Staffing the new button cell plant in Madison is such a struggle that RAYOVAC® allows people to work "pay-as-you-go" shifts doing simple tasks- often teaching them on the spot the same day as they would be paid for their work.

Image Left:
RMR Plant gave work to thousands with "full-time, part-time, pay-as-you-go" programs during WWII.


"Doc" Swenson, RAYOVAC® production worker, takes the U.S. media by storm as America's Oldest Worker at the age of 100.

  • Ten years prior, at age 90, "Doc" is gifted with a brand new Chevrolet by President and GM Don Tyrell, fulfilling a promise made nearly 10 years earlier.

Image Right:
Doc Swenson punches the time clock on his hundredth birthday, 1965.


A specially designed RAYOVAC® battery is on board the Space Shuttle Endeavor for its maiden voyage.

  • We continue to supply the government with specialized batteries today.

Image Left:
Space Shuttle Endeavor in orbit.


RAYOVAC® begins a decade plus long relationship with Arnold Palmer for appearance in numerous advertisements promoting the hearing aid batteries.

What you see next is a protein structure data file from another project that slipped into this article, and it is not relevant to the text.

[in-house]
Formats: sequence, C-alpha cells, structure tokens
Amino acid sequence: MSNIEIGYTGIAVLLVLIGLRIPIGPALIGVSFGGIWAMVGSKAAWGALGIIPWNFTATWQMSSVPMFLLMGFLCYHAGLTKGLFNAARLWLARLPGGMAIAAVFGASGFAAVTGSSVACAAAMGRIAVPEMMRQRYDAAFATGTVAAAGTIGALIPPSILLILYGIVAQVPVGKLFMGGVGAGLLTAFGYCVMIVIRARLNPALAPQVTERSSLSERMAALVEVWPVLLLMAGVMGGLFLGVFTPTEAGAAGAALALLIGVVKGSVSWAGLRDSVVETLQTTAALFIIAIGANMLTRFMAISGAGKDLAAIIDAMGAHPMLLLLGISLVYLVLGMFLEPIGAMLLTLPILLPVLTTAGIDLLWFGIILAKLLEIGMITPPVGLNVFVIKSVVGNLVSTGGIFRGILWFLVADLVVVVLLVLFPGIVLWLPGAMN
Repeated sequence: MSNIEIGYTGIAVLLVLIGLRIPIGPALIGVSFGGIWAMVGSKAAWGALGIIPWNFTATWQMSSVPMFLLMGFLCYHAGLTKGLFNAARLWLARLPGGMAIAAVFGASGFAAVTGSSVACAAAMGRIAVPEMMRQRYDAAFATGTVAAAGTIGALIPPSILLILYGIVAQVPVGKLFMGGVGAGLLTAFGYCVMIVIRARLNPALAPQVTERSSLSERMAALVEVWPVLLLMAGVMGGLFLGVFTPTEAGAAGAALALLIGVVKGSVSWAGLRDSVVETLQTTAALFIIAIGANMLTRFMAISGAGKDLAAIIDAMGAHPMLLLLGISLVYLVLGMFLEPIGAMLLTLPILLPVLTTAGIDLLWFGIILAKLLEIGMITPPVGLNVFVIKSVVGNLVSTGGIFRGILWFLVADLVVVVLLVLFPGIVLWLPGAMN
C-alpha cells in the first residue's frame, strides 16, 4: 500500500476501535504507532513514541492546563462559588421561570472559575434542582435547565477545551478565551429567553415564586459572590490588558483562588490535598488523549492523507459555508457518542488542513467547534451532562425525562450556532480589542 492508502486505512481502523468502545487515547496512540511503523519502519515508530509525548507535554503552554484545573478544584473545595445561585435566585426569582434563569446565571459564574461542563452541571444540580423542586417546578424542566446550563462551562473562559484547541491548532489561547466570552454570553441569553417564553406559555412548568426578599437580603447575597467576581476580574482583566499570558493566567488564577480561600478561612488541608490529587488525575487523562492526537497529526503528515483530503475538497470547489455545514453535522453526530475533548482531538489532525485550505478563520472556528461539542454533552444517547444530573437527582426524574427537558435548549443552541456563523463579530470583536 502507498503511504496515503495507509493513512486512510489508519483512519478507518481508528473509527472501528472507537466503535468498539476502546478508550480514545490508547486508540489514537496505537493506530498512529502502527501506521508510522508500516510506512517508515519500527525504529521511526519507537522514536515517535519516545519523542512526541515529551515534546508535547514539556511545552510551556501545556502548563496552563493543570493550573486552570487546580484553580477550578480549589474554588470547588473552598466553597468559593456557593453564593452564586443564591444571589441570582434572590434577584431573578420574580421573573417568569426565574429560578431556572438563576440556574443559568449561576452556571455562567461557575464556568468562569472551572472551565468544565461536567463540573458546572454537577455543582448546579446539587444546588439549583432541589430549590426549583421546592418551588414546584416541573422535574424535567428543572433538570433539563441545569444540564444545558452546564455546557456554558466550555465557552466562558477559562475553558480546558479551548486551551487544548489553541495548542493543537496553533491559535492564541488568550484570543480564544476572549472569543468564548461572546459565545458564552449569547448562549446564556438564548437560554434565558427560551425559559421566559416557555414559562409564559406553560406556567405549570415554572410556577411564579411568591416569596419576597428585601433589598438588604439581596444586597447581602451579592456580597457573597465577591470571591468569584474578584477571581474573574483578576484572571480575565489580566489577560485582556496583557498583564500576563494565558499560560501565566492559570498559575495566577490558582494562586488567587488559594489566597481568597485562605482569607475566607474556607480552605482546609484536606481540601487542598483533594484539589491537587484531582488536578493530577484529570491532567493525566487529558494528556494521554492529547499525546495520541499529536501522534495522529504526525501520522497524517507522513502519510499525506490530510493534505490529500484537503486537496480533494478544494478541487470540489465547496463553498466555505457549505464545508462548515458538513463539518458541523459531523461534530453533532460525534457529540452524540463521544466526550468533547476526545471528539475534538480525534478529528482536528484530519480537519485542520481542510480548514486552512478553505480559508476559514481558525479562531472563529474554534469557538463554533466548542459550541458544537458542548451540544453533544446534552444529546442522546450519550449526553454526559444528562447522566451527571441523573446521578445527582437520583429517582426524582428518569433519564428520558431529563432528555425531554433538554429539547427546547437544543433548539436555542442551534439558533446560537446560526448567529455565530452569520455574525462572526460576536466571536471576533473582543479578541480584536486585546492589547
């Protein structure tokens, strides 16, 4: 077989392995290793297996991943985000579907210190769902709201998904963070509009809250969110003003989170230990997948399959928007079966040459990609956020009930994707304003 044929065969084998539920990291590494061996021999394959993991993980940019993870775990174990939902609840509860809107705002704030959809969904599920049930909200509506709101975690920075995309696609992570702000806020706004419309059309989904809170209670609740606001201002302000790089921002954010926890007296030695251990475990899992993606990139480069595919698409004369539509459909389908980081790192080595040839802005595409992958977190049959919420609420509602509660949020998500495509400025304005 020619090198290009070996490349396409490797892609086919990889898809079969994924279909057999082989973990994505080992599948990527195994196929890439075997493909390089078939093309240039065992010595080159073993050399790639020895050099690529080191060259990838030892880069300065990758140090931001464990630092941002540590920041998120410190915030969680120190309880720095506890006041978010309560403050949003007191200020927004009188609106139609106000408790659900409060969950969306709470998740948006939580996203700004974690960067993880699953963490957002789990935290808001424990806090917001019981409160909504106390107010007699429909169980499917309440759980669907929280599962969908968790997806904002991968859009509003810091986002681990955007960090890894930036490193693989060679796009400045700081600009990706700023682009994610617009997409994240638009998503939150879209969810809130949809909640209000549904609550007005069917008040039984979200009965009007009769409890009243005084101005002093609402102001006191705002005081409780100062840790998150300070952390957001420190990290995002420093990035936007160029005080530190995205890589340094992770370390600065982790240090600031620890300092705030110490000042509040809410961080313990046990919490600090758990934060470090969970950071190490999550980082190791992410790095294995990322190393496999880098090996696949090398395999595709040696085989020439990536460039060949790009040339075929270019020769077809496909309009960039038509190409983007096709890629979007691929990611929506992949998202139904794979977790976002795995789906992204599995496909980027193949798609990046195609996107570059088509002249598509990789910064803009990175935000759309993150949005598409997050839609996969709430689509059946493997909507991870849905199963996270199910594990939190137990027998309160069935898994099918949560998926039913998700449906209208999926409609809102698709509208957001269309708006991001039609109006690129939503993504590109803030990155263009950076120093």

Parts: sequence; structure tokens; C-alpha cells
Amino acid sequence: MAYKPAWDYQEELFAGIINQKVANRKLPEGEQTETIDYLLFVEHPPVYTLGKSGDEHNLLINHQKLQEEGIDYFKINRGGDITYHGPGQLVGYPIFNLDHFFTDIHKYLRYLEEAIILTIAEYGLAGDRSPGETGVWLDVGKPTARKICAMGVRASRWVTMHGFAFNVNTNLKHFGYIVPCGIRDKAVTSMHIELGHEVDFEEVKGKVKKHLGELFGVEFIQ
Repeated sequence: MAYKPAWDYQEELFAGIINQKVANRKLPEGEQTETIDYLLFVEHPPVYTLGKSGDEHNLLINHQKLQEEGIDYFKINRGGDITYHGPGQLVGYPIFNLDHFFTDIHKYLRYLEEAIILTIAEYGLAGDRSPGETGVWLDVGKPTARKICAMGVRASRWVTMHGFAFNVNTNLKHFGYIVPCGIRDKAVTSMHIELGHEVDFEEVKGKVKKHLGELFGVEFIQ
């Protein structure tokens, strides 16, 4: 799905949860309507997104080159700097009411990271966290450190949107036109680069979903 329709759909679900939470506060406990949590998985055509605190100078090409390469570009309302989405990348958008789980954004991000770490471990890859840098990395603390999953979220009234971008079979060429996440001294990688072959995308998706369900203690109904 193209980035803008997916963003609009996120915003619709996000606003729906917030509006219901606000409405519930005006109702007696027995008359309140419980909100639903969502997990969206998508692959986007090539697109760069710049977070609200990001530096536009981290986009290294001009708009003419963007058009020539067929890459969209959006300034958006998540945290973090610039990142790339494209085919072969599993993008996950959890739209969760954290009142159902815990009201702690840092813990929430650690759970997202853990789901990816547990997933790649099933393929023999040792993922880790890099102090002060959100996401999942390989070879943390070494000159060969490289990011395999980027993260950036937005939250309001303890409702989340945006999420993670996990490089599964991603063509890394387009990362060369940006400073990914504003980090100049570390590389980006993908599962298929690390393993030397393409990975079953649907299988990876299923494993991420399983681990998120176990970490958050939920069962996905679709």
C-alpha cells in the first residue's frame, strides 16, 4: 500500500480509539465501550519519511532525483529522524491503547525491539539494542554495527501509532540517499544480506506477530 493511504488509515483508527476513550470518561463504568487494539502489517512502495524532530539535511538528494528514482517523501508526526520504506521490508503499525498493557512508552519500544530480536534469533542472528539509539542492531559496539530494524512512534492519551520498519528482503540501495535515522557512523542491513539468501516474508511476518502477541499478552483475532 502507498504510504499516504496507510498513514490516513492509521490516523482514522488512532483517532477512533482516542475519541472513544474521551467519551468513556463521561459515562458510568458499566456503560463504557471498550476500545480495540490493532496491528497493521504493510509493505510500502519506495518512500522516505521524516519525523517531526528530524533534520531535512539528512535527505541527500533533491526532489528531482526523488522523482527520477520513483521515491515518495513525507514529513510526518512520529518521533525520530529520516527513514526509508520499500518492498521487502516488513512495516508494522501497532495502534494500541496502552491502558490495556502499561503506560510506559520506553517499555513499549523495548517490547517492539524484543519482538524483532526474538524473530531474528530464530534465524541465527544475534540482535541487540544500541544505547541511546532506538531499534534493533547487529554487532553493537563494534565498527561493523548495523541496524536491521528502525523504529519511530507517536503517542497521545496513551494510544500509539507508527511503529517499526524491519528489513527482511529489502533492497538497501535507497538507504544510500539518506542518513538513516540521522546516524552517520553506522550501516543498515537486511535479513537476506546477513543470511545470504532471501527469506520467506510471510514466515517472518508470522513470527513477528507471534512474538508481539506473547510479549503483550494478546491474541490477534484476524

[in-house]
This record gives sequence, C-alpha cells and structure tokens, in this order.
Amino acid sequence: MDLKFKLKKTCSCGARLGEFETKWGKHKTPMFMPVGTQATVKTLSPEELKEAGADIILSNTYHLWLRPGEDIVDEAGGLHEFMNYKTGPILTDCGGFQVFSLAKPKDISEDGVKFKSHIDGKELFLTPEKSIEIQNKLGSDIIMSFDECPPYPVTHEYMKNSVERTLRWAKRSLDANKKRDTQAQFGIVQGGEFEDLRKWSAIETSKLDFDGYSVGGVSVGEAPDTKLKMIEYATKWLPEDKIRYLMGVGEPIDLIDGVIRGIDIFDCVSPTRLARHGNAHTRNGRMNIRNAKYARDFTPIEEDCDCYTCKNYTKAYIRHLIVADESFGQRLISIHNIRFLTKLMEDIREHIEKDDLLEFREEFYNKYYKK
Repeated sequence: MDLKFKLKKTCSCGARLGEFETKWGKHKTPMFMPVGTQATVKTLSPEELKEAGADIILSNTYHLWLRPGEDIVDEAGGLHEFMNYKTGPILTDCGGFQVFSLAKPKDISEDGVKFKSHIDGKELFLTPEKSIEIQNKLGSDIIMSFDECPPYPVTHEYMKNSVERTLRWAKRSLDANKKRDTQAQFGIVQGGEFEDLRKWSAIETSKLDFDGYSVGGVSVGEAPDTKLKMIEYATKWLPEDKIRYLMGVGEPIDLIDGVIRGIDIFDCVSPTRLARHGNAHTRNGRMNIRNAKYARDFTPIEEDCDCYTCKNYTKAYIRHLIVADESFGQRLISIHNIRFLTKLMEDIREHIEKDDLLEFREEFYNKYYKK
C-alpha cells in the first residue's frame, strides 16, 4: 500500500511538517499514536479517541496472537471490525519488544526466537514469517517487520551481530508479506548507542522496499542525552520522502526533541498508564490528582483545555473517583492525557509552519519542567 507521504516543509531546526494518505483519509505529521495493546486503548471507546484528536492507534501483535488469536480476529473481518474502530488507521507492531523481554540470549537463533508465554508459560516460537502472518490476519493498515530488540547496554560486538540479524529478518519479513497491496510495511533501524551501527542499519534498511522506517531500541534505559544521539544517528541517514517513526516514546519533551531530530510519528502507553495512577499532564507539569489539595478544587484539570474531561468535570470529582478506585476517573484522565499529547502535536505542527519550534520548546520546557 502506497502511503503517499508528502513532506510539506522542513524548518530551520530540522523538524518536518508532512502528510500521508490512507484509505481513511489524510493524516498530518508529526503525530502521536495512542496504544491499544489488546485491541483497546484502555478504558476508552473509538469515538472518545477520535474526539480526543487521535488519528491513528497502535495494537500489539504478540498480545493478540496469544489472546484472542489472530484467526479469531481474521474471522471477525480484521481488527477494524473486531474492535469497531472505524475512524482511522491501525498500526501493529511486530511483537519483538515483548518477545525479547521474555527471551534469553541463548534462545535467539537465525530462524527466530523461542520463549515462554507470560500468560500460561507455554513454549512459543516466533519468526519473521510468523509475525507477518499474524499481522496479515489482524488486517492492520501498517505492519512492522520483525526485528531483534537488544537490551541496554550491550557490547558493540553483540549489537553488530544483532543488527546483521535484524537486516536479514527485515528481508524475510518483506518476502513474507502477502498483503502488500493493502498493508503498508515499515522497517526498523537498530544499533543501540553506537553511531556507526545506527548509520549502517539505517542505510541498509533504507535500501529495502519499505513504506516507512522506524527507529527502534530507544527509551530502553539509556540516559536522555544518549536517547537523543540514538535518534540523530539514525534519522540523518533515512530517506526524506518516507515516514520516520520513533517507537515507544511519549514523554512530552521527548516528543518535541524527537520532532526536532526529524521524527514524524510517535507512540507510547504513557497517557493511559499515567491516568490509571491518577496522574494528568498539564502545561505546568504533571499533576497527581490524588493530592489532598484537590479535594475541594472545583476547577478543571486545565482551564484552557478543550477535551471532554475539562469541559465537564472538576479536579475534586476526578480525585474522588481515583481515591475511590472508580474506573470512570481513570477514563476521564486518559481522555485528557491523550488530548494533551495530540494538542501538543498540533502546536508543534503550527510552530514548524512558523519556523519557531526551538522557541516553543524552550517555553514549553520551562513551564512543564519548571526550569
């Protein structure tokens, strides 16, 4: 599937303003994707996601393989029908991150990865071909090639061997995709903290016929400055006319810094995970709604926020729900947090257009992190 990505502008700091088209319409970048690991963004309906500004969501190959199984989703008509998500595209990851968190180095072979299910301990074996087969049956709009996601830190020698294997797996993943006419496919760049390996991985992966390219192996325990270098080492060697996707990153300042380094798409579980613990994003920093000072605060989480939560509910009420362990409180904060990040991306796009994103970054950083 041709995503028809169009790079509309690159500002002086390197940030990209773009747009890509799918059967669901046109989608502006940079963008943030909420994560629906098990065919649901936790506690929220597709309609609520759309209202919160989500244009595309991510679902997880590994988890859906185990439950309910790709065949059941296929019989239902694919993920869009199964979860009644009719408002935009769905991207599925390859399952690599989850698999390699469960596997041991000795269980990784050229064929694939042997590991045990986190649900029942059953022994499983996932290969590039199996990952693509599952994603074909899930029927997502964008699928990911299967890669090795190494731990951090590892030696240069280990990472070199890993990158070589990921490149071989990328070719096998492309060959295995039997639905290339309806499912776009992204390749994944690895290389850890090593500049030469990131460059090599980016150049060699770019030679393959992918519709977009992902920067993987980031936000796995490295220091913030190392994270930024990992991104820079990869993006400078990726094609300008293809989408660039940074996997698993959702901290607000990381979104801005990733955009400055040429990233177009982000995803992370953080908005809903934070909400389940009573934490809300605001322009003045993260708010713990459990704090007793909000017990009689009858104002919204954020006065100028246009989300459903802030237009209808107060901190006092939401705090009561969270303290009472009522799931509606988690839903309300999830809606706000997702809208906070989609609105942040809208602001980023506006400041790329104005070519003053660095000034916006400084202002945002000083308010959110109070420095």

RAYOVAC® contracts with Michael Jordan to launch new Renewal battery technology to the public and later market RAYOVAC® Maximum Alkaline, among other products.

Image Left:
Space Shuttle Endeavor in orbit.


The French Battery Company introduces the French Flasher

  • Flashlights are so novel at the time publications often refer to them as "electric candles".
  • Battery technology is so poor that consumers flash them on and off to keep them working for any valuable amount of time, yielding RAYOVAC®'s product name.

Image Right:
French Flasher Light with Sales Winner point-of-sale display poster.


RAYOVAC®'s Arthur Wengel patents the first portable radio with high fidelity reception.

  • Cumbersome by today's standards, its suitcase style shape draws crowds as its inventors lug it through the streets of New York and Philadelphia.

Wengel's portable plays as clearly today as in 1933.

Image Top:
Art Wengel, creator of the portable radio and wearable vacuum hearing aid in the 30s.

Image Bottom:
Tuning it in is President Benno A. Bernt. At left, Martin H. Johnson, now Vice-president of Engineering; at right, Harry Mason, retired Vice-president Engineering and Development.


RAYOVAC®'s Arthur Wengel patents the first wearable vacuum tube hearing aid.

  • Wengel also pioneers scientific methods to test hearing and originates the concept that hearing aids should be fitted to each individual wearer.
  • Wengel releases the patent to the market at large in order to spur investment in the infant technology.

Image Right:
Original Wengel hearing aid was presented to Kent State University’s hearing aid museum by President Benno A. Bernt, left, Dr. Kenneth W. Berger of Kent State is wearing the earphone.